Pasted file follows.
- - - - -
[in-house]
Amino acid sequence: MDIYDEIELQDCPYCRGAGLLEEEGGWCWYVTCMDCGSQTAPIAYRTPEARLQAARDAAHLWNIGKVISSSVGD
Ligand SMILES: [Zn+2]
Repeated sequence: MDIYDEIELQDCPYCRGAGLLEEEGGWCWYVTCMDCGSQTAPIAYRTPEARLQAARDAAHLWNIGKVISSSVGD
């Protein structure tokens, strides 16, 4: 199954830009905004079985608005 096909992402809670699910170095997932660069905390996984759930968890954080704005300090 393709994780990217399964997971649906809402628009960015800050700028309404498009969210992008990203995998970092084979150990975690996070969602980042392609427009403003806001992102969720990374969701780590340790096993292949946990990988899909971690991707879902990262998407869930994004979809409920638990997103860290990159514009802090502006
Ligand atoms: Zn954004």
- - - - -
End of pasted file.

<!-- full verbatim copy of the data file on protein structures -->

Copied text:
[in-house]
Amino acid sequence: MDIYDEIELQDCPYCRGAGLLEEEGGWCWYVTCMDCGSQTAPIAYRTPEARLQAARDAAHLWNIGKVISSSVGD
Ligand SMILES: [Zn+2]
Repeated sequence: MDIYDEIELQDCPYCRGAGLLEEEGGWCWYVTCMDCGSQTAPIAYRTPEARLQAARDAAHLWNIGKVISSSVGD
């Protein structure tokens, strides 16, 4: 199954830009905004079985608005 096909992402809670699910170095997932660069905390996984759930968890954080704005300090 393709994780990217399964997971649906809402628009960015800050700028309404498009969210992008990203995998970092084979150990975690996070969602980042392609427009403003806001992102969720990374969701780590340790096993292949946990990988899909971690991707879902990262998407869930994004979809409920638990997103860290990159514009802090502006
Ligand atoms: Zn954004």